An ox knows its master and an ass knows where the food is; but Israel does not know, my people is thoughtless.” (Isaiah 1.3)
The haftarah for this Shabbat gives the Shabbat its name: Hazon, “[prophetic] vision.” It is always chanted on this Shabbat before Tisha b’Av, the day of mourning for the destruction of Jerusalem which caused the Jewish people to be exiled for two thousand years.
For the last three weeks we will have heard the chanted words of warning: turn back to the right path, don’t you know what your behavior is risking? And now on this Shabbat we will hear
Your land is a waste, your cities burned down; before your eyes, the yield of your work is consumed by others….we are almost like Sodom, another Gomorrah. (Isaiah 1.7-9 excerpted)
The prophets of ancient Israel did not tell fortunes, they foretold the ethical consequences of behavior. These prophecies are put in front of us at this time because tomorrow evening will once again be the 9th day of the month of Av on the Jewish calendar, that day on which Jerusalem was destroyed.
It is Jewish practice on Tisha B’Av to mourn the destruction and the loss, and to consider how we as a people might have acted differently. It is not the way of the teachings of our religious tradition to look at destruction and blame someone else. Even as on Yom Kippur we consider our individual actions and their effects, on Tisha B’Av we look at ourselves as a people. On both days we fast and mourn; on both we seek wisdom to build a better life.
The story is recounted in the Torah of a person who discounted the public humiliation of another person, and how one thing led to another, and because of the fact that people responded to each other with assumptions based in distrust and fear, finally Jerusalem was lost. The striking aspect of the story is that it was a Jew who allowed another Jew to be hurt which started the deadly cycle. And so we learn from this tragedy that big bad things begin with small bad things; that when one’s attitude about the world is suspicious and self-involved, we all end up suffering from the social debilitation that occurs when everyone becomes self-involved.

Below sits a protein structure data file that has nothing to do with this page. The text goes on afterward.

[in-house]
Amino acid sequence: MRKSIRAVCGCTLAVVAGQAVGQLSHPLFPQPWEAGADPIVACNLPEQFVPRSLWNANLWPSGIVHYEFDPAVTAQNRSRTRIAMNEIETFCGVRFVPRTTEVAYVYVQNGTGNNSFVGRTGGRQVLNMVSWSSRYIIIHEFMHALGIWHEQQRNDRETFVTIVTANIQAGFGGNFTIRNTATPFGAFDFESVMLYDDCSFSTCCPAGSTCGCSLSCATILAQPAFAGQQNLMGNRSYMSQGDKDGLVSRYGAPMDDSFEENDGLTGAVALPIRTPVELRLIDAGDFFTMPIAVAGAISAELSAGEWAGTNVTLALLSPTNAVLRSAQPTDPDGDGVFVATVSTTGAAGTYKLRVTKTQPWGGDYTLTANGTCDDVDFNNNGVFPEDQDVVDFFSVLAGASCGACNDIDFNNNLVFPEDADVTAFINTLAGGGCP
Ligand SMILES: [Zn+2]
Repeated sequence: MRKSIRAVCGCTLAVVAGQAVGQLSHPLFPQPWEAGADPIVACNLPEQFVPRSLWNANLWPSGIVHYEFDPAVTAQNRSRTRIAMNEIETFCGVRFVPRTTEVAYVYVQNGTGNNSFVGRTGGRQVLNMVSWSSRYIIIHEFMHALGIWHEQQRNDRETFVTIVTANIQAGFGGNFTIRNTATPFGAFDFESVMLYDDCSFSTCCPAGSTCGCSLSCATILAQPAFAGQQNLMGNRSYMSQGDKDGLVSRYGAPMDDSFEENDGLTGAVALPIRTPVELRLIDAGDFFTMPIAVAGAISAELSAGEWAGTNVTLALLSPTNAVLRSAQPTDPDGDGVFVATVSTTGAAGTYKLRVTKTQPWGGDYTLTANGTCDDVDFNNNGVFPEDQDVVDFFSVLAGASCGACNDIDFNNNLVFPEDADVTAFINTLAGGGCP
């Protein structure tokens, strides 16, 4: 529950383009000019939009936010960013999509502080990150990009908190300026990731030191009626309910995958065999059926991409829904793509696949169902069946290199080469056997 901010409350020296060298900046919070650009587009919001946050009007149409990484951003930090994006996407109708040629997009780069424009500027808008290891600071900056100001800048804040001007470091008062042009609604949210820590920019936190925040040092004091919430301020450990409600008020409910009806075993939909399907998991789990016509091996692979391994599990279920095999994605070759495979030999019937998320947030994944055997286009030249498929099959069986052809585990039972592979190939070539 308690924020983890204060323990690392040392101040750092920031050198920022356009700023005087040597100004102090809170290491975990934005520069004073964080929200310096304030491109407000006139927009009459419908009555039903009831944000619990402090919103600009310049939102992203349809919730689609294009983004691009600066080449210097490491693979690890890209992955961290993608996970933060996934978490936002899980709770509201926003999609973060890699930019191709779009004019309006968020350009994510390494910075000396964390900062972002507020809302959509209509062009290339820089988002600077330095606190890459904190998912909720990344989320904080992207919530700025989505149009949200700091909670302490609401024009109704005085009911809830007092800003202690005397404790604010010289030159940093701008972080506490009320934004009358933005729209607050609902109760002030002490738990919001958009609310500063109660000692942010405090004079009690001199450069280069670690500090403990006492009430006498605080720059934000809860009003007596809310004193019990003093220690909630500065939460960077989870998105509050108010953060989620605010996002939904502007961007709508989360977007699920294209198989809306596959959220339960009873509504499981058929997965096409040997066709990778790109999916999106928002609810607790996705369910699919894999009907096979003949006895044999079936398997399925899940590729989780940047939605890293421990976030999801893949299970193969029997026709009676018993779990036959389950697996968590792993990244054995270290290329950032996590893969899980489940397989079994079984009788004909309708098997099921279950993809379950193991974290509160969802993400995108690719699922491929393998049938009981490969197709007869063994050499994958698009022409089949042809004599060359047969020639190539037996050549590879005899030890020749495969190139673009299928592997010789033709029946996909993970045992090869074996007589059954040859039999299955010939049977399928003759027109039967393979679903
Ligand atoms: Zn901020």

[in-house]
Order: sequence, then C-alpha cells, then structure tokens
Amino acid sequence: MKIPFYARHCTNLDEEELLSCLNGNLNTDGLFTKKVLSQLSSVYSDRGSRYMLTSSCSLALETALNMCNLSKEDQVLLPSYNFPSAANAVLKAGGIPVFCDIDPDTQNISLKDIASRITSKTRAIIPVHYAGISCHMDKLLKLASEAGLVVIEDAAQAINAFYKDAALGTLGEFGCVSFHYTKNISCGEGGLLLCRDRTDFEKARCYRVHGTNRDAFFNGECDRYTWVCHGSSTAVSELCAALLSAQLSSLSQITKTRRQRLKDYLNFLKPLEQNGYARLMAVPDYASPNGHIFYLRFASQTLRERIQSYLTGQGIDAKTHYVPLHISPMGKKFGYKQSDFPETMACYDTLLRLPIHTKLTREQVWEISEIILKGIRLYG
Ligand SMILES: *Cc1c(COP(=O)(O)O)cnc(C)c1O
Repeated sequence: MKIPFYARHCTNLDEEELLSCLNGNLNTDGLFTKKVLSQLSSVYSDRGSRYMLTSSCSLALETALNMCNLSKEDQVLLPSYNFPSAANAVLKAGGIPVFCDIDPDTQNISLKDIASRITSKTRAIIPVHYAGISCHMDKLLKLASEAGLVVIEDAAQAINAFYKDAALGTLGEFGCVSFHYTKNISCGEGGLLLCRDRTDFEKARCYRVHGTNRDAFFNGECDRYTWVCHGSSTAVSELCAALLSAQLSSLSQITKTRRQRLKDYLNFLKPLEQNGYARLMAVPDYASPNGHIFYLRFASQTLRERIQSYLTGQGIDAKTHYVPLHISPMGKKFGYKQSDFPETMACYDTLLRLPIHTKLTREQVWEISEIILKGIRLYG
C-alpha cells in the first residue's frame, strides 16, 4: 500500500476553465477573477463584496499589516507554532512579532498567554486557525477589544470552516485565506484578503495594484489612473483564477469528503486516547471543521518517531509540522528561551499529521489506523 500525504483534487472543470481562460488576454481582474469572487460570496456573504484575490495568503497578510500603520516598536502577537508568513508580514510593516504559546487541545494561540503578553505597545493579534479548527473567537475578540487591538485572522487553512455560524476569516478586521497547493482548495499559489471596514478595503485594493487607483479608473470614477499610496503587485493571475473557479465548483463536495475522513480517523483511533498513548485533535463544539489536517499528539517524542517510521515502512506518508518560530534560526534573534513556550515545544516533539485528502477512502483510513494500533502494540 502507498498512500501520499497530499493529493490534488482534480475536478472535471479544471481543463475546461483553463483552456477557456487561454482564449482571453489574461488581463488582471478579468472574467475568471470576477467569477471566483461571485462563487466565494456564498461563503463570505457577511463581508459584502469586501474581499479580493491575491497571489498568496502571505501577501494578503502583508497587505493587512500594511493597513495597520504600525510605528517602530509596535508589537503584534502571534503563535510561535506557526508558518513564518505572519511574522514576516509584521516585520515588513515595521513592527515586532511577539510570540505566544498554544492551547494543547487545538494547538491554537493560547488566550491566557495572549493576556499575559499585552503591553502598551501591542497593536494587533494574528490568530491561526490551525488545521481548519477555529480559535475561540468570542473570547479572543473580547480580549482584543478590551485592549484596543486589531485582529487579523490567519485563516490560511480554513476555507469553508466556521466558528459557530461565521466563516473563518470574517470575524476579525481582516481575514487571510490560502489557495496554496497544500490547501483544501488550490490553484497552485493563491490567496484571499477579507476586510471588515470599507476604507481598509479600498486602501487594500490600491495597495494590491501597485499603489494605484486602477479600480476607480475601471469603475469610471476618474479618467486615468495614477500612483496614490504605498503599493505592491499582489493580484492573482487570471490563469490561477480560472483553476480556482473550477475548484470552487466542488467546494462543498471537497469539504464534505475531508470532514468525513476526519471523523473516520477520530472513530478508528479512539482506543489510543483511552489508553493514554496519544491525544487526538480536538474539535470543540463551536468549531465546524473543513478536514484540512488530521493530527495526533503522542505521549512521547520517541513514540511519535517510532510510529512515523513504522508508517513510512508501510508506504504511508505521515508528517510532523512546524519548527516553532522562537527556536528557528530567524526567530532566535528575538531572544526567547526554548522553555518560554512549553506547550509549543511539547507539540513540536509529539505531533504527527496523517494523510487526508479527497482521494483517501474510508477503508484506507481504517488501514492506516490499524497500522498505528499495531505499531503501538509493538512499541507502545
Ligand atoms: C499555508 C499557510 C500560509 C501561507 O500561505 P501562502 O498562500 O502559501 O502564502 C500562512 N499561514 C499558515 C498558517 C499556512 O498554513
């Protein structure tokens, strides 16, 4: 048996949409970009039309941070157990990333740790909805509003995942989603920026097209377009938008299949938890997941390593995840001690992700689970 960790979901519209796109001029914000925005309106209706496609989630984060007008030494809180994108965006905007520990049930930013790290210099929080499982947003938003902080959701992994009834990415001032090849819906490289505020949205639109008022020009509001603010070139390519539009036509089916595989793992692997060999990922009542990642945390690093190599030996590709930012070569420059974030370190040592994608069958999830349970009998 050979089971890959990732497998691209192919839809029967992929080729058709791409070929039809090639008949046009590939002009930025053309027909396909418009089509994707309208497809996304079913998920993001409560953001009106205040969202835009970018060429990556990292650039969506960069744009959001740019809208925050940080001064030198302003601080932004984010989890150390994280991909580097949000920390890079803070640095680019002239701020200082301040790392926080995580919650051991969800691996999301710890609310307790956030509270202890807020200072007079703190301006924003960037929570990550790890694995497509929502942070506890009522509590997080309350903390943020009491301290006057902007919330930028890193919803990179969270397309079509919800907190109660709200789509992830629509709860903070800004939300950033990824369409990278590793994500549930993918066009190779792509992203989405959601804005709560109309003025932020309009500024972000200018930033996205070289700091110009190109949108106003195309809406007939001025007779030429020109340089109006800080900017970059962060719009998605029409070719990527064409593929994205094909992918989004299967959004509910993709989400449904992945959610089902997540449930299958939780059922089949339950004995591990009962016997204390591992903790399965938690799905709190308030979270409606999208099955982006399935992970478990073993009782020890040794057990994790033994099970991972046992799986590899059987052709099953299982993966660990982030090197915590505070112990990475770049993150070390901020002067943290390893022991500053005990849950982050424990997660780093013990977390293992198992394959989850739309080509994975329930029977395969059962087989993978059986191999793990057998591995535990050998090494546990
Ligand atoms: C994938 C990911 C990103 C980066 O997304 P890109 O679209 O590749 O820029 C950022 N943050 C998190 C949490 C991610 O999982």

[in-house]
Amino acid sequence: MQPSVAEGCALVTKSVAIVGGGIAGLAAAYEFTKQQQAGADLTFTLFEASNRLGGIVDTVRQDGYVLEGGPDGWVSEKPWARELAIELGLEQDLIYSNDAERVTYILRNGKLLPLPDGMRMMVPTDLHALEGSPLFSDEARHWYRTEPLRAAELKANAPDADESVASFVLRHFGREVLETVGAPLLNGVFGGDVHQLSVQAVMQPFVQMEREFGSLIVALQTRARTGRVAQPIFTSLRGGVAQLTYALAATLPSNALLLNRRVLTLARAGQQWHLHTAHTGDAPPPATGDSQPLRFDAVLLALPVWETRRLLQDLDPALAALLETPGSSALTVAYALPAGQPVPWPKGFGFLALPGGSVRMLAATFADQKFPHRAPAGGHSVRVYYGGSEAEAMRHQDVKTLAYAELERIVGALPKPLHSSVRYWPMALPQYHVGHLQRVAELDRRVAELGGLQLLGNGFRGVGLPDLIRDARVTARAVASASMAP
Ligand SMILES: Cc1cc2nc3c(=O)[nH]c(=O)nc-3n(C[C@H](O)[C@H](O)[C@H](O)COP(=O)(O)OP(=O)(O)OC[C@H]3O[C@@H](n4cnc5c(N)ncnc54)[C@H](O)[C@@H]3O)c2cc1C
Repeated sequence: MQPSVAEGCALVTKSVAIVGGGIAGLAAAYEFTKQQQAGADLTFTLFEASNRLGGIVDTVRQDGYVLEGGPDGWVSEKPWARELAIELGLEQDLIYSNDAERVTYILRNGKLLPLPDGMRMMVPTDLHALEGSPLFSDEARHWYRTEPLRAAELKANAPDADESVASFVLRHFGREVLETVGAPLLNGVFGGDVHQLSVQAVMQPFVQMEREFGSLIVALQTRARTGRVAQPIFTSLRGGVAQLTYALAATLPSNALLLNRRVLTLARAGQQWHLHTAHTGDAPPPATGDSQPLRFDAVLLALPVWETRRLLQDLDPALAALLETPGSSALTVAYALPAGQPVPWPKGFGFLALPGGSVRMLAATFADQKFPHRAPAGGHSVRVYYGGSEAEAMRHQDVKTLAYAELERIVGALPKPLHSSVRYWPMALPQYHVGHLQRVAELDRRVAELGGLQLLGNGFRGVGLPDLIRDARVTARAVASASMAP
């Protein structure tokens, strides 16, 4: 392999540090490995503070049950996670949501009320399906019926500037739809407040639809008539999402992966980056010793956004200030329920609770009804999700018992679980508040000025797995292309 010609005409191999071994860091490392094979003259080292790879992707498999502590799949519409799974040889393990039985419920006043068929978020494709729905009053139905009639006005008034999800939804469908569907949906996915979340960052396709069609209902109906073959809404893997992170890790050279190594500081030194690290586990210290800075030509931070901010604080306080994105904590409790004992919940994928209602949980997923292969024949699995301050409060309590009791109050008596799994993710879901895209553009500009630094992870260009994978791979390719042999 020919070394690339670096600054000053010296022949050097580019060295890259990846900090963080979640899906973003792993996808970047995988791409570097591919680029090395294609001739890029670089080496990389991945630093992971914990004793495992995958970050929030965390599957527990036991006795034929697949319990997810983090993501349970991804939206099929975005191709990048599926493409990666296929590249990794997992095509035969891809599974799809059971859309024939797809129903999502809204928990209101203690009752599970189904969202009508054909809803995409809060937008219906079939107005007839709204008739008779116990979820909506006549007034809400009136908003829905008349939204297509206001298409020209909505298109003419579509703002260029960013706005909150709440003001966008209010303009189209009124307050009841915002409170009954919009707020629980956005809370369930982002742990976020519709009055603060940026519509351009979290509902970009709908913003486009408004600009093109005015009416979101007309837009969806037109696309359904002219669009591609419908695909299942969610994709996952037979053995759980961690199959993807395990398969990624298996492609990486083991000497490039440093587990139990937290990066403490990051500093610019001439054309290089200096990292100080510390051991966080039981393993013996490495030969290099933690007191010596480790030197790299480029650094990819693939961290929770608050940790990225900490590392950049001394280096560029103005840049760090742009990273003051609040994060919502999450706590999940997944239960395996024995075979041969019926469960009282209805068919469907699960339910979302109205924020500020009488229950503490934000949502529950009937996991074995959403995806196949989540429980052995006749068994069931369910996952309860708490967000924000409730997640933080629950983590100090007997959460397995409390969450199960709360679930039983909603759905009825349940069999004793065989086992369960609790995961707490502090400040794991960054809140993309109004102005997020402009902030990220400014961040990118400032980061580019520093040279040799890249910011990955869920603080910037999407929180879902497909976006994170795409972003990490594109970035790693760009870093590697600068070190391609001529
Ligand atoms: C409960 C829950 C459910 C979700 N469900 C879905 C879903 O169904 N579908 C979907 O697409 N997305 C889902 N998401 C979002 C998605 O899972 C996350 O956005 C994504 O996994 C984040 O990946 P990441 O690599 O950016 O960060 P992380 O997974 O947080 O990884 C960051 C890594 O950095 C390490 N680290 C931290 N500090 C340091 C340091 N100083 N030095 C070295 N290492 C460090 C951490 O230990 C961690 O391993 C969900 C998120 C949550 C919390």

The problem is called sinat hinam, “baseless hatred.” The Israeli journalist Bradley Burston (whom we once hosted for a standing-room-only talk at Shir Tikvah) in reaction to the Israeli government’s passing of the nation-state law this week, writes that
the Sages taught that the ancient Temples were destroyed [on Tisha B’Av] because of sinat hinam on the part of Jews – gratuitous hatred, hatred without just cause, hatred which does nothing but take a place of conflict, despair, bigotry, violence, and make it worse.
This week it has been one blow after another for us Jews of the United States and the people who love us. From the disaster of Helsinki to the pain of Sheridan Federal Prison to the betrayal of Jewish values in Tel Aviv, we must ask: what have we participated in allowing to happen? In what way have we allowed hatred to” take a place of conflict, despair, bigotry, violence, and make it worse”?
Our tradition teaches that wisdom is the ability to see the consequences of acts, according to our tradition. May we all – you and me, our elected leaders and those whose responsibility it is to tend our planet – become more wise in the days to come.